Friday, December 30, 2011

#FridayFlash - Katherine's Wish

Blood red clouds ripple across the horizon. Sitting at a round table with umbrella tassels dancing in the coastal breeze above her, Katherine fingers the stem of her cocktail glass and watches the waves break over the reef. Eleven more hours, that’s all she has left. In the morning, a nine o’clock island hopper will first shuttle her to Miami, where she will then catch a non-stop to Austin. By this time tomorrow night, God willing, she plans to pull the plug on the phone, climb into her own bed, and sleep until she can’t sleep any more.

She raises the glass and takes a sip of the martini, gritting her teeth. When she came out from the hotel lounge, she told the cute brown-skinned boy standing behind the bamboo tiki bar (Pablo or Roberto, or something like that) to make it a dirty vodka martini with double the vodka. “Throw in a couple onions, too, while you’re at it,” she told him.

On the beach, a couple walks barefoot, each holding a pair of sandals in their hands, their conversation buried under the waves and the Bob Marley tune flowing from the bar’s speakers. Halfway across the beach, they stop. The man dips his head down, and she wraps her arms around his neck. Katherine quickly takes another sip and notices how easy the second one slides down.

Looking to the hotel, she searches out the windows and spots the second one from the top left. The curtains are open, but the lights are out. Either the newlyweds are still down in the lounge, dancing away to the shuffling beat of Reggae, or they’re making love as the night slowly covers the sky under a blanket of darkness.

Yesterday, her daughter showed off the room.

“Just look at that view,” Tara said. “Isn’t it great?”

Katherine affected the best smile she could.


“Just think, by this time tomorrow night I’ll be Mrs. Chad Hamilton.”

Katherine bit her lip, nodded once and then quickly hugged her daughter.

“I’m happy for you,” she whispered. “I really am.”

Thinking about it now, she knows she lied, but what else could she do? Tara had already made things perfectly clear three months ago.

Out on the water, a small craft slowly makes its way across the bay, the running lights bobbing up and down.

All things considered, beyond the cost of everyone flying out to the Caribbean, the wedding had been simple. No traditional wedding march, no special music, and definitely no communion. Instead of a big bash, they could all assemble in the lounge for some drinks and dancing, a small gathering with only her family in attendance. Of course, that meant the whole family, which was why Katherine decided to take her drinking out to the beach.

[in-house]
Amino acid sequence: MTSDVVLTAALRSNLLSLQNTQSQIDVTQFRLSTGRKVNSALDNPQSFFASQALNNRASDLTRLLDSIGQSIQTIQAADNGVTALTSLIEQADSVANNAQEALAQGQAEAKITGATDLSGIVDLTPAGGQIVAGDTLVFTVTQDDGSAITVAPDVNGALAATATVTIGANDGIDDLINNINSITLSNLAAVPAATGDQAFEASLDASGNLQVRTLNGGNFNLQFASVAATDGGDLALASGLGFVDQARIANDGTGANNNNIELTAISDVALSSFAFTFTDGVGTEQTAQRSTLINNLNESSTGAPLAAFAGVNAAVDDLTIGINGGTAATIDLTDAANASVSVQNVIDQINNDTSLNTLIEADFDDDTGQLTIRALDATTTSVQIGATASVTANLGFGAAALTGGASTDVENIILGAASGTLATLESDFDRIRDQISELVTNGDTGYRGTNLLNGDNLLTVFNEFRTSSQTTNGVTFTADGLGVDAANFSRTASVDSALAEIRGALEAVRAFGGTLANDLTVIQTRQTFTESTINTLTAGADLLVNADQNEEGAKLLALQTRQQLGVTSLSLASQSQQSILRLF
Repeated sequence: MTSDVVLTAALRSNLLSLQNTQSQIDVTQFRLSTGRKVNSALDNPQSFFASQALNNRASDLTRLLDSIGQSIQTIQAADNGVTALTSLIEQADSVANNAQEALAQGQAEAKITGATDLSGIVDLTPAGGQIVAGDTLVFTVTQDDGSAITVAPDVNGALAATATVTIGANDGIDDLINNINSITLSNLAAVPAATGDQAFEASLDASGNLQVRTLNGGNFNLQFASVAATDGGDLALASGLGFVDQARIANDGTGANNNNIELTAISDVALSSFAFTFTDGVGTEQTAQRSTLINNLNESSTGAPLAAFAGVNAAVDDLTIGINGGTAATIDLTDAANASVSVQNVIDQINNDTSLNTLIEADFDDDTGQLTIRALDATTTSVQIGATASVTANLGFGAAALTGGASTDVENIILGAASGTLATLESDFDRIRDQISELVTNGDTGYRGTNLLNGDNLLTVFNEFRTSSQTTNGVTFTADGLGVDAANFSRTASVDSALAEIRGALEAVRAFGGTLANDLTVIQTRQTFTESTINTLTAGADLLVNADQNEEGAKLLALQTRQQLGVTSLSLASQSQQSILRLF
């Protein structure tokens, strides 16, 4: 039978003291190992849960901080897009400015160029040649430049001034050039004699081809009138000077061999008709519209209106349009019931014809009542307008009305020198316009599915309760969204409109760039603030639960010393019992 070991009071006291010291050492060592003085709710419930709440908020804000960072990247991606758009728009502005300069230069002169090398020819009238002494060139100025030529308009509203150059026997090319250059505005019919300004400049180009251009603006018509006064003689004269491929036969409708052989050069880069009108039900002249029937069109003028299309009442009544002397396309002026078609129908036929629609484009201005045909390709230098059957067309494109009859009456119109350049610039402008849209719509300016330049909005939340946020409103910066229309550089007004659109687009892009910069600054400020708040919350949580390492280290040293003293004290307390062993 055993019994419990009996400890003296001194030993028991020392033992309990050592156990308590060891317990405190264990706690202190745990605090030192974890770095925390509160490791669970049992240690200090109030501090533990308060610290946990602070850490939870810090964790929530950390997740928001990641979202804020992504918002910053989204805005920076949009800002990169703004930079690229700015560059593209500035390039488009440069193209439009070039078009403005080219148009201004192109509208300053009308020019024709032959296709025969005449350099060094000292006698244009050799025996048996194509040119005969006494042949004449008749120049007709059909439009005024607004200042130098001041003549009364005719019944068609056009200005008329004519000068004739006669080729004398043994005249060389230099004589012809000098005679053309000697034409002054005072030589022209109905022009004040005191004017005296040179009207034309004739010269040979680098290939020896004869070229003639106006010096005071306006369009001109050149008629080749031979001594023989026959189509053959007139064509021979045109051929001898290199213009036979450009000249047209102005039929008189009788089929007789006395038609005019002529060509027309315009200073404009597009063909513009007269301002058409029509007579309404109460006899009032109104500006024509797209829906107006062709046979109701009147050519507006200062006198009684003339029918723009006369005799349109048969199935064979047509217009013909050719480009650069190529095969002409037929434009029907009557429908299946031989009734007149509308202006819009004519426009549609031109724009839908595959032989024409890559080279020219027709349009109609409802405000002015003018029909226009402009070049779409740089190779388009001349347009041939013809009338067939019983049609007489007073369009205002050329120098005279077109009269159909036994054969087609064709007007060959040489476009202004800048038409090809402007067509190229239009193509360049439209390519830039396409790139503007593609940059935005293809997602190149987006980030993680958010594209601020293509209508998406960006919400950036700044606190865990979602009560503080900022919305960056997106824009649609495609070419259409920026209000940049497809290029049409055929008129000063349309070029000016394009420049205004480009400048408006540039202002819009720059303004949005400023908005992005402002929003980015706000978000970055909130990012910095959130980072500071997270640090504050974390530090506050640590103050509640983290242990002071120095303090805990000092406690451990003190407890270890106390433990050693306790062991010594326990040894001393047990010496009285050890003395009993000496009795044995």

She is finishing off the martini when a dark figure steps off the stone walkway and approaches. Even before he stops at her table, she feels her stomach tighten.


“I thought you were going to your room,” he says.

Katherine sets the glass down, looks at her watch. “I was just about to head on up.”

“Mind if I sit down?”

She lets the ocean’s hiss interrupt them, hoping that in the long, uncomfortable moment he’ll get the message and move on. He doesn’t. Finally, she shrugs.

“This won’t take long,” he says, slumping into the chair.

Her eyes search out the running lights of the boat on the bay. What she wouldn’t give to be there, or anywhere, right now.

“I just wanted to thank you,” he says. “For… you know… being courteous with Caroline here.”

She pauses to consider the depth of his comment; or rather, the shallowness of it.

“Did you expect me to behave differently at our daughter’s wedding?”

He shakes his head. “No, I guess not.”

Maybe not you, she thinks.

“I wouldn’t even dream of taking anything away from Tara,” she says. “This is her night.”

He nods, but says nothing. She watches as he leans against the table. He looks down, rubs his hands. Katherine shakes her head and looks out across the bay.

“What do you think about Chad?”

The sudden shift catches her a little off guard.


“I never asked you before,” he says. “I’m curious. What do you think about our new son-in-law?”

Her eyes search out that fourth-floor window again, remembering the first time Tara brought Chad home to meet her. The visit was discomforting at best. His scruffy hair and pierced ears she could handle; however, the look in his eyes and the just-for-the-moment attitude he carried were unnerving.

“All I want is for Tara to be happy.”

Dan nods. “Me too.” He scratches an arm then and makes up an excuse to exit, something about needing to check with the hotel management on a lost pair of sunglasses. He stands to leave. “Thanks again.”